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[519] at the Atlantic wharf, about midnight, after having performed one of the most daring feats of the war. The “New Ironsides” never fired another shot after this attack upon her. She remained some time at her anchorage off Morris Island, evidently undergoing repairs; she was then towed to Port Royal, probably to fit her for her voyage to Philadelphia, where she remained until destroyed by fire after the war.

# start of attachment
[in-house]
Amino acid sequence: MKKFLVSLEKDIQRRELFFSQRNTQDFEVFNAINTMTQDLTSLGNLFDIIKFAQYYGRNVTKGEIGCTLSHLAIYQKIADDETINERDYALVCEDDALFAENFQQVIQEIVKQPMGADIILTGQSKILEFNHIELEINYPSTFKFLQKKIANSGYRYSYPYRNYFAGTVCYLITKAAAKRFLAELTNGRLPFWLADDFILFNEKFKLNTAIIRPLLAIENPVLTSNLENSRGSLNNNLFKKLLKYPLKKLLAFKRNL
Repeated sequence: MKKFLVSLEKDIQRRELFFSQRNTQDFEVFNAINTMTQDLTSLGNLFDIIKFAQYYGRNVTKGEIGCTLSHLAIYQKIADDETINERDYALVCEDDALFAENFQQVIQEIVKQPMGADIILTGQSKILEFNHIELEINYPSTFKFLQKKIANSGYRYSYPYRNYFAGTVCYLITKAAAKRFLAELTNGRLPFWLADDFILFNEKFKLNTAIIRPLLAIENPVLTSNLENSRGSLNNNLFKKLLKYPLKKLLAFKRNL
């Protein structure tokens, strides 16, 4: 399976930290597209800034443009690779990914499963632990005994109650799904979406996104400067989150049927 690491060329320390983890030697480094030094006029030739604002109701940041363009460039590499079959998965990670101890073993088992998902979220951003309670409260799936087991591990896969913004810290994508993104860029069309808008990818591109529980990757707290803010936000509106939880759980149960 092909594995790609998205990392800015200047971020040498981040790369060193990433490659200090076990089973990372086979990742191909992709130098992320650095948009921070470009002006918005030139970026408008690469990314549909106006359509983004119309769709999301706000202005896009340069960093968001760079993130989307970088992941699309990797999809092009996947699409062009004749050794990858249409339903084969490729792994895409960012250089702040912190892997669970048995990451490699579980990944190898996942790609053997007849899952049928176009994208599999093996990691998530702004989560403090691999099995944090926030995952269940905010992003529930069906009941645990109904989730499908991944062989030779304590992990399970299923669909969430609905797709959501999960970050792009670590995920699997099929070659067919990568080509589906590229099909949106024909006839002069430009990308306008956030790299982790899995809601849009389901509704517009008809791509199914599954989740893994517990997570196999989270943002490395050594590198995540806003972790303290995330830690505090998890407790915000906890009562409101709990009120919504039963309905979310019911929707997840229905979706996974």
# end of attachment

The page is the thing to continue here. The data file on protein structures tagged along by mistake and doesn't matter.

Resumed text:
Nearly about the time of the attack upon the “New Ironsides” by the “David,” Mr. Horace L. Hunley, formerly of New Orleans, but then living in Mobile, offered me another torpedo-boat of a different description, which had been built with his private means. It was shaped like a fish, made of galvanized iron, was twenty feet long, and at the middle three and a half feet wide by five deep. From its shape it came to be known as the “fish torpedo-boat.” Propelled by a screw worked from the inside by seven or eight men, it was so contrived that it could be submerged and worked under water for several hours, and to this end was provided with a fin on each side, worked also from the interior. By depressing the points of these fins the boat, when in motion, was made to descend, and by elevating them it was made to rise. Light was afforded through the means of bull's-eyes placed in the man-holes. Lieutenant Payne, Confederate States Navy, having volunteered with a crew from the Confederate Navy, to man, the fish-boat for another attack upon the “New Ironsides,” it was given into their hands for that purpose. While tied to the wharf at Fort Johnston, whence it was to start under cover of night to make the attack, a steamer passing close by capsized and sunk it. Lieutenant Payne, who, at the time, was standing in one of the man-holes, jumped out into the water, which, rushing into the two openings, drowned two men then within the body of the boat. After the recovery of the sunken boat Mr. Hunley came from Mobile, bringing with him Lieutenant Dixon, of the Alabama volunteers, who had successfully experimented with the boat in the harbor of Mobile, and under him another naval crew volunteered to work it. As originally designed, the torpedo was to be dragged astern upon the surface of the water; the boat, approaching the broadside of the vessel to be attacked, was to dive beneath it, and rising to the surface beyond, continue its course, thus bringing the floating torpedo against the vessel's side, when it would be discharged by a trigger contrived to go off by the contact. Lieutenant Dixon made repeated descents in the harbor of Charleston, diving under the naval receiving ship which lay at anchor there. But one day when he was absent from the city Mr. Hunley, unfortunately,

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